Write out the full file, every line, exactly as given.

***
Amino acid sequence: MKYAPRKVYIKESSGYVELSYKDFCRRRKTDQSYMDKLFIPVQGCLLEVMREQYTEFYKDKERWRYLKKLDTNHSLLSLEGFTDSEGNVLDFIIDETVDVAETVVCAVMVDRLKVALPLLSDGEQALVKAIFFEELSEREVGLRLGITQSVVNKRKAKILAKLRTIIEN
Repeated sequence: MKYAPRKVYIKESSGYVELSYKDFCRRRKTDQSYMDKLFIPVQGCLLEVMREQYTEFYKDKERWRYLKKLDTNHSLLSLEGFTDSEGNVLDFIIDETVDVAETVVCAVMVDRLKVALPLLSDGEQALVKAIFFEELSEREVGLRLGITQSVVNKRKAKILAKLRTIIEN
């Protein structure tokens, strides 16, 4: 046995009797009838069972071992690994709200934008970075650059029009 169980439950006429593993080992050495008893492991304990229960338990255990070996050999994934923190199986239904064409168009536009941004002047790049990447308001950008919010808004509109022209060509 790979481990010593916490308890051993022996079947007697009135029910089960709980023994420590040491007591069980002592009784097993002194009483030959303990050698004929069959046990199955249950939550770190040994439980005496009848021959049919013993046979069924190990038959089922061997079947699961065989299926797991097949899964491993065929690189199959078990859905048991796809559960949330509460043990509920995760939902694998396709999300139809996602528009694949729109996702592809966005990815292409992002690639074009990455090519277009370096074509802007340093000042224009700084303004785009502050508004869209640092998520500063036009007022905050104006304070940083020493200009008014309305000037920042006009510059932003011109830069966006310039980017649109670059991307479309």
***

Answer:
Amino acid sequence: MKYAPRKVYIKESSGYVELSYKDFCRRRKTDQSYMDKLFIPVQGCLLEVMREQYTEFYKDKERWRYLKKLDTNHSLLSLEGFTDSEGNVLDFIIDETVDVAETVVCAVMVDRLKVALPLLSDGEQALVKAIFFEELSEREVGLRLGITQSVVNKRKAKILAKLRTIIEN
Repeated sequence: MKYAPRKVYIKESSGYVELSYKDFCRRRKTDQSYMDKLFIPVQGCLLEVMREQYTEFYKDKERWRYLKKLDTNHSLLSLEGFTDSEGNVLDFIIDETVDVAETVVCAVMVDRLKVALPLLSDGEQALVKAIFFEELSEREVGLRLGITQSVVNKRKAKILAKLRTIIEN
């Protein structure tokens, strides 16, 4: 046995009797009838069972071992690994709200934008970075650059029009 169980439950006429593993080992050495008893492991304990229960338990255990070996050999994934923190199986239904064409168009536009941004002047790049990447308001950008919010808004509109022209060509 790979481990010593916490308890051993022996079947007697009135029910089960709980023994420590040491007591069980002592009784097993002194009483030959303990050698004929069959046990199955249950939550770190040994439980005496009848021959049919013993046979069924190990038959089922061997079947699961065989299926797991097949899964491993065929690189199959078990859905048991796809559960949330509460043990509920995760939902694998396709999300139809996602528009694949729109996702592809966005990815292409992002690639074009990455090519277009370096074509802007340093000042224009700084303004785009502050508004869209640092998520500063036009007022905050104006304070940083020493200009008014309305000037920042006009510059932003011109830069966006310039980017649109670059991307479309």